Snyder v. Compton , 87 Tex. 374 ( 1894 )

  • The following questions are certified for our determination by the Court of Civil Appeals of the Third Supreme Judicial District:

    "1. Is so much of the Act of July 14, 1879, entitled, 'An act to provide for the sale of a portion of the unappropriated public lands of the State of Texas and the investment of the proceeds of such sale' (Laws Called Session Sixteenth Legislature, p. 48), and the Act of March 11, 1881 (Laws Seventeenth Legislature, p. 24), amendatory of the aforesaid act, as attempts to create a reservation, obnoxious to section 35, article 3, of the Constitution of the State of Texas, and therefore null and void?

    "2. Is so much of the Act of January 22, 1883, entitled, 'An act to withdraw the public lands of the State of Texas from sale' (Laws Eighteenth Legislature, p. 2), as undertakes to continue the supposed reservation therein referred to, in contravention of section 35 or 36 of article 3 of our State Constitution?

    "3. If the last named act is not obnoxious to said sections of the Constitution, had the Legislature the power to declare the legal effect of the repeal of the Acts of July 14, 1879, and March 11, 1881, and to *Page 377 bind the courts by a declaration that the repeal of said acts should not be construed to return the land reserved by said acts to the mass of the public domain?

    "4. If it be held that the Acts of July 14, 1879, March 11, 1881, and January 22, 1883, are free from constitutional objections and valid, then must they and the Act of April 10, 1883, entitled, 'An act to provide for the permanent endowment of the University of Texas,' etc. (Laws Eighteenth Legislature, p. 71), be construed in pari materia; and should the last act be given the effect of a proviso engrafted upon the previous acts, and as limiting the quantity of land reserved to two million acres?"

    1. We think that the creation of a reservation in the Act of July 14, 1879, is within the purview of the title of that act, and that therefore it is not repugnant to section 35 of article 3 of our Constitution. The purpose of the law as expressed in the title is, "to provide for the sale of a portion of the unappropriated public lands of the State of Texas," etc. To provide for a sale of a part of the public domain implies reasonably, if not necessarily, a provision that it shall not be subject to appropriation in any other manner. If the act had merely declared that the public lands in certain counties should be sold and the proceeds applied one-half to the public debt and the other to the school fund, we apprehend that a reservation would have been as effectually created as if the intention to make it had been conveyed in express words. The Legislature might have provided that the lands, although set apart for sale, should be subject to location by virtue of any valid certificates at any time before sales were actually made. In fact, the act does expressly declare, that the lands set apart for sale under its provisions shall be subject to appropriation under the existing pre-emption laws of the State. But without such express provision no such right would have existed. The subject of the act as expressed in the title is broad enough to warrant the Legislature in providing that the lands should be sold, and such provision implying that they should not be disposed of or appropriated in any other manner, it also warranted it in so declaring.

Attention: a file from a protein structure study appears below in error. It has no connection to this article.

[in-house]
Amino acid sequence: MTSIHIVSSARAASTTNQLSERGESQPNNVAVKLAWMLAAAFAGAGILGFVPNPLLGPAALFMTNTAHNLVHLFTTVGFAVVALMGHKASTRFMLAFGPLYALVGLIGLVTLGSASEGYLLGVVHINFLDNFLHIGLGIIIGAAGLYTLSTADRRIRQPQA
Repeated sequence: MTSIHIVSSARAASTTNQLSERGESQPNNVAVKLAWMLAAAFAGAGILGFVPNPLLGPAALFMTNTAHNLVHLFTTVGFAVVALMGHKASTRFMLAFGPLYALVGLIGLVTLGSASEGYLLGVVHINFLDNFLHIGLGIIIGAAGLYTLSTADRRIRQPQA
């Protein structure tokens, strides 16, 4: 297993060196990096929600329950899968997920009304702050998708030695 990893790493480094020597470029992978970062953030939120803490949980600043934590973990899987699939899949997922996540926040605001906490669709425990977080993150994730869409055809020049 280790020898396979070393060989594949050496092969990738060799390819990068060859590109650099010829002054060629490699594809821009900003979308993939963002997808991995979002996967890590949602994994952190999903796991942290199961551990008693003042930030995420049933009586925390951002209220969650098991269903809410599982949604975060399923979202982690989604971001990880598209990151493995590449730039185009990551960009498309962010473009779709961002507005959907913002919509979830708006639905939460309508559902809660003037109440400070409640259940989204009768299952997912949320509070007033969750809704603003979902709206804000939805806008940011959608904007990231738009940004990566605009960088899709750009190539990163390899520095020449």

In Davey v. Galveston County, 45 Tex. 291, this court, in construing section 35 of article 3 of the Constitution, which directs that a statute shall have but one subject, which shall be expressed in the title, says: "The number of cases in which the court has been called upon to consider similar objections to other laws renders it unnecessary to say little more than that this objection can not be maintained. The act embraces as we think but one leading object. All its provisions are subsidiary to and legitimately connected with, and tend to effect and enforce this main object, which is sufficiently clearly and definitely expressed in the title." Here, although the subsidiary provision is not express, it is legitimately connected with the main subject, and *Page 378 tends to effect and enforce the main object of the law. "Any provision calculated to carry the declared object into effect is unobjectionable, although not specially indicated in its title." 1 Dill. Mun. Corp., 28, quoted with approval in Johnson v. Martin, 75 Tex. 33.

    2. We are also of the opinion, that so much of the Act of January 22, 1883, entitled "An act to withdraw the public lands of the State of Texas from sale," as undertakes to continue the reservation of the former laws upon the same subject is repugnant neither to section 35 nor to section 36 of article 3 of the Constitution. Considered in the light of legislation upon the same subject matter enacted at the same session of the Legislature, it is evident that the purpose was not to annul the reservation, but to suspend the sale of the lands until such time as the Legislature might see fit to subject them to a similar disposition. Although the reservation was originally an incident of the provision for the sale of the lands, the repeal of the reservation was not necessarily an incident of their withdrawal. The withdrawal might be provided for without affecting the reservation from location by certificates. Hence, in our opinion the Legislature had power under the title quoted to enact a law "to limit the effect of the withdrawal, and to provide that it should not be construed to restore the lands so withdrawn to the general mass of the public domain." For these reasons, we think the entire purpose of the act was sufficiently expressed in its title.